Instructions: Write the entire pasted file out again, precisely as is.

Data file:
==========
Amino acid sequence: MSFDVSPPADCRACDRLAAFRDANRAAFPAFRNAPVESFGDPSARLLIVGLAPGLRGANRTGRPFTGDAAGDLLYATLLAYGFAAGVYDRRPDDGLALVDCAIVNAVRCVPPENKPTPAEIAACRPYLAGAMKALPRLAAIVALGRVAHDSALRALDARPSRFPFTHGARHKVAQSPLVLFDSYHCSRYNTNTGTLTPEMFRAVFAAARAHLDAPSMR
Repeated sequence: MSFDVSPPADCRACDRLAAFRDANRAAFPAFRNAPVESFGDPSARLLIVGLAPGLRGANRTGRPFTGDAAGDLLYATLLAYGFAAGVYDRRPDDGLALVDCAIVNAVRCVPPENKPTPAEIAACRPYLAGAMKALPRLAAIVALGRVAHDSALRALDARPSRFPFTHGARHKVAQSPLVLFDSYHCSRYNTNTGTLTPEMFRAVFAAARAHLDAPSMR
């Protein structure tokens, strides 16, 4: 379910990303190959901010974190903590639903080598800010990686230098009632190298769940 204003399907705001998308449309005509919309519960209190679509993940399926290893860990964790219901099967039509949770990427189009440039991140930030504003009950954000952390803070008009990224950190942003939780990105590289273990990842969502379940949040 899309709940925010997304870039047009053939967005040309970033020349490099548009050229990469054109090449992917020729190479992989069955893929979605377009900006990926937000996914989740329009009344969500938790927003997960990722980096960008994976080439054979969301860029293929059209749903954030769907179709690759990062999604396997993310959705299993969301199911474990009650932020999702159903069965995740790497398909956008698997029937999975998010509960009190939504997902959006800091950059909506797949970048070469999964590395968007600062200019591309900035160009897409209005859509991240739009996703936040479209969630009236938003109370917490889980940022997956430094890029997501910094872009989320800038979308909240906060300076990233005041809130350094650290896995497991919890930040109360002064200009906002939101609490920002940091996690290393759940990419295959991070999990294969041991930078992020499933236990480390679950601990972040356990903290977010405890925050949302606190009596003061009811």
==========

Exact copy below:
Amino acid sequence: MSFDVSPPADCRACDRLAAFRDANRAAFPAFRNAPVESFGDPSARLLIVGLAPGLRGANRTGRPFTGDAAGDLLYATLLAYGFAAGVYDRRPDDGLALVDCAIVNAVRCVPPENKPTPAEIAACRPYLAGAMKALPRLAAIVALGRVAHDSALRALDARPSRFPFTHGARHKVAQSPLVLFDSYHCSRYNTNTGTLTPEMFRAVFAAARAHLDAPSMR
Repeated sequence: MSFDVSPPADCRACDRLAAFRDANRAAFPAFRNAPVESFGDPSARLLIVGLAPGLRGANRTGRPFTGDAAGDLLYATLLAYGFAAGVYDRRPDDGLALVDCAIVNAVRCVPPENKPTPAEIAACRPYLAGAMKALPRLAAIVALGRVAHDSALRALDARPSRFPFTHGARHKVAQSPLVLFDSYHCSRYNTNTGTLTPEMFRAVFAAARAHLDAPSMR
């Protein structure tokens, strides 16, 4: 379910990303190959901010974190903590639903080598800010990686230098009632190298769940 204003399907705001998308449309005509919309519960209190679509993940399926290893860990964790219901099967039509949770990427189009440039991140930030504003009950954000952390803070008009990224950190942003939780990105590289273990990842969502379940949040 899309709940925010997304870039047009053939967005040309970033020349490099548009050229990469054109090449992917020729190479992989069955893929979605377009900006990926937000996914989740329009009344969500938790927003997960990722980096960008994976080439054979969301860029293929059209749903954030769907179709690759990062999604396997993310959705299993969301199911474990009650932020999702159903069965995740790497398909956008698997029937999975998010509960009190939504997902959006800091950059909506797949970048070469999964590395968007600062200019591309900035160009897409209005859509991240739009996703936040479209969630009236938003109370917490889980940022997956430094890029997501910094872009989320800038979308909240906060300076990233005041809130350094650290896995497991919890930040109360002064200009906002939101609490920002940091996690290393759940990419295959991070999990294969041991930078992020499933236990480390679950601990972040356990903290977010405890925050949302606190009596003061009811």